Garden plants in Georgia definitely need to be able to take the heat and humidity of the South and revel in the mild winters. Georgia falls in USDA hardiness zones of 6 to 8, so all garden plants used in the area should be within that variance. Some of the different plants you can find in Georgia are typical in most areas of the South.
Phytolacca americana, the pokeweed or poke salad, is from the Phytolaccaceae family. It is a perennial that attracts birds. Leaves are 6 to 12 inches long and flowers are 6 to 10 inches in racemes. Berries are purple-black in the summer. The entire plant will get 8 to 12 feet high and 3 to 6 feet wide. Plant a Phytolacca americana in full sun to partial shade with regular watering. Propagate via seed or root sections in USDA hardiness zones of 2 through 11.
Carex pendula, the drooping sedge or weeping sedge, is from the Cyperaceae family. It is a wetland perennial. Leaves are 3 to 4 feet long and dark green with flower spikes 3 to 6 inches long. Plant a Carex pendula in partial to near full shade with regular watering in moist soil. Propagate via seed or rhizome division in USDA hardiness zones of 5 through 9.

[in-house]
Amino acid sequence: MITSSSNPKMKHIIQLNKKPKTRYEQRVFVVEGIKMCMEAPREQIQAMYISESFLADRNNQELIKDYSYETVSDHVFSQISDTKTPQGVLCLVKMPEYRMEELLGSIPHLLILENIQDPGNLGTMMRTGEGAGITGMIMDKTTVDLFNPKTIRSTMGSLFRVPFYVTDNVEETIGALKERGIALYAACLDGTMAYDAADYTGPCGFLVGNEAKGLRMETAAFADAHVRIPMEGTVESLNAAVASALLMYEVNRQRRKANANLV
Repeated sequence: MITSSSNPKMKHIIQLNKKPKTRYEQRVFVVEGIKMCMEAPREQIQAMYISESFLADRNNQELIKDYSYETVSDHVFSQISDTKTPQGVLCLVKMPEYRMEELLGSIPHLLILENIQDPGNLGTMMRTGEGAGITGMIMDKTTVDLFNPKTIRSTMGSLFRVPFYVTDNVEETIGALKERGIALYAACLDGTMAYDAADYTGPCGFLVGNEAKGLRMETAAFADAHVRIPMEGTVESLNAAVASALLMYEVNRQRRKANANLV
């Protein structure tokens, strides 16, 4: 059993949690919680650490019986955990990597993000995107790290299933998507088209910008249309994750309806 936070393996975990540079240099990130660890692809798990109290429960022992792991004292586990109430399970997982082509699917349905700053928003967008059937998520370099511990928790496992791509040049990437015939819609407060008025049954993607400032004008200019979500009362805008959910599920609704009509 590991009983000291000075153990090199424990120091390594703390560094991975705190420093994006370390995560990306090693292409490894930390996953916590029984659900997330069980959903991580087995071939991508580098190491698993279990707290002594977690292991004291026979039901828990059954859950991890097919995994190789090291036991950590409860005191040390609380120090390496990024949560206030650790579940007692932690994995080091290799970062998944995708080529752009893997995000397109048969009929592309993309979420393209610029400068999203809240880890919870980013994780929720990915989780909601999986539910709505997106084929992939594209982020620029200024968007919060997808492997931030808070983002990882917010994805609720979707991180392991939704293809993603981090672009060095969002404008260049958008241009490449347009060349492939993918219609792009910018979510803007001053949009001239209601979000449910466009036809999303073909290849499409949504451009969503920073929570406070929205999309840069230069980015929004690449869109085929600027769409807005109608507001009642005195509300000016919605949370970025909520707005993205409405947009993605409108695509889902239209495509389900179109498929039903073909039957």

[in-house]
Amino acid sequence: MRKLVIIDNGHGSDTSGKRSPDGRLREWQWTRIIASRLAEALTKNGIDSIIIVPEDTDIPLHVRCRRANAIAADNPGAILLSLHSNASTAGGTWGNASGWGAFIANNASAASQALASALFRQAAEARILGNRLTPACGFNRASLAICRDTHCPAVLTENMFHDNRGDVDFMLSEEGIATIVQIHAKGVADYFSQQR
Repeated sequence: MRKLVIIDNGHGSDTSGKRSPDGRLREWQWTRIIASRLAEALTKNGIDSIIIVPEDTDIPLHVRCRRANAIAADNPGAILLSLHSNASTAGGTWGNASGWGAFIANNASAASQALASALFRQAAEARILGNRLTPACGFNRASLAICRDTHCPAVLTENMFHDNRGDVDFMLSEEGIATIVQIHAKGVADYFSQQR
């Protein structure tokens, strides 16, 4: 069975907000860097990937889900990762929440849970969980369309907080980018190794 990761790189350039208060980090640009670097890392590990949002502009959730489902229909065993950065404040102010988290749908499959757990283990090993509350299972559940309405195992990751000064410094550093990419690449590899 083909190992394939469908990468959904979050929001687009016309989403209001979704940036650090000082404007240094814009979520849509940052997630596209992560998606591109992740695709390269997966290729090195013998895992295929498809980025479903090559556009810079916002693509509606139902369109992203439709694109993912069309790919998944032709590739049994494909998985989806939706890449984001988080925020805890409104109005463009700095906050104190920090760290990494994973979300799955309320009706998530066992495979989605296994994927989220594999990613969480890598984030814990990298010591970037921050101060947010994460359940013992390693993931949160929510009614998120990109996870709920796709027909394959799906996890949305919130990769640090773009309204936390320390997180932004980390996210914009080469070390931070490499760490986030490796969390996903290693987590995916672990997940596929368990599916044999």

Coronilla varia, the crown vetch, is from the Fabaceae/Leguminosae family. It is a fast-growing perennial vine. Leaves are 1 foot long and feathery with flowers in pink, purple or white. Seed pods are 2 to 4 inches long. Plant a crown vetch in full sun with regular watering. Propagate via seed in USDA hardiness zones of 4 through 9.
Echinacea purpurea, the purple coneflower, is from the Asteraceae/Compositae family. It is a fast growing, easy-to-grow perennial that attracts butterflies. Leaves are dark green and 3 to 8 inches long. Flowers are like daisies, purple, and 3 inches wide. The plant can reach 3 feet tall and 3 feet wide. Plant a purple coneflower in full or partial sun. Propagate via seed or division in USDA hardiness zones of 3 through 9.